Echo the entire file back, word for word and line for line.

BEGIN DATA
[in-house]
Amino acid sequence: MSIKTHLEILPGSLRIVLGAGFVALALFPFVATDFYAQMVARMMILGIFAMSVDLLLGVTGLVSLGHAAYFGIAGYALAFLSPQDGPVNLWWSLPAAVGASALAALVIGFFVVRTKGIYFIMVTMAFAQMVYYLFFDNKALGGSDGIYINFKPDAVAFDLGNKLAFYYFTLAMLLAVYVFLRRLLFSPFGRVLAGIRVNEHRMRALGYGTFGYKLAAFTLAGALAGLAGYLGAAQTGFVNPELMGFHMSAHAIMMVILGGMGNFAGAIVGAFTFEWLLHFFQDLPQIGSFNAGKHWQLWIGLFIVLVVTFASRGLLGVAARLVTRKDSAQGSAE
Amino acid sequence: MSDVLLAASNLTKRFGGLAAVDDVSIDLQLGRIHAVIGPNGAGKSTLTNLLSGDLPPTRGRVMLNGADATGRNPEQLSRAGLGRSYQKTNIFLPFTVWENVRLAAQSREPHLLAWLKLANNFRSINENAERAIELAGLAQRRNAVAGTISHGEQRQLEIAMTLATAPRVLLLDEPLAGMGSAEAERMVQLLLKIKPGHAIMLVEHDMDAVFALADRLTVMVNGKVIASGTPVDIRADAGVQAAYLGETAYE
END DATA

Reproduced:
[in-house]
Amino acid sequence: MSIKTHLEILPGSLRIVLGAGFVALALFPFVATDFYAQMVARMMILGIFAMSVDLLLGVTGLVSLGHAAYFGIAGYALAFLSPQDGPVNLWWSLPAAVGASALAALVIGFFVVRTKGIYFIMVTMAFAQMVYYLFFDNKALGGSDGIYINFKPDAVAFDLGNKLAFYYFTLAMLLAVYVFLRRLLFSPFGRVLAGIRVNEHRMRALGYGTFGYKLAAFTLAGALAGLAGYLGAAQTGFVNPELMGFHMSAHAIMMVILGGMGNFAGAIVGAFTFEWLLHFFQDLPQIGSFNAGKHWQLWIGLFIVLVVTFASRGLLGVAARLVTRKDSAQGSAE
Amino acid sequence: MSDVLLAASNLTKRFGGLAAVDDVSIDLQLGRIHAVIGPNGAGKSTLTNLLSGDLPPTRGRVMLNGADATGRNPEQLSRAGLGRSYQKTNIFLPFTVWENVRLAAQSREPHLLAWLKLANNFRSINENAERAIELAGLAQRRNAVAGTISHGEQRQLEIAMTLATAPRVLLLDEPLAGMGSAEAERMVQLLLKIKPGHAIMLVEHDMDAVFALADRLTVMVNGKVIASGTPVDIRADAGVQAAYLGETAYE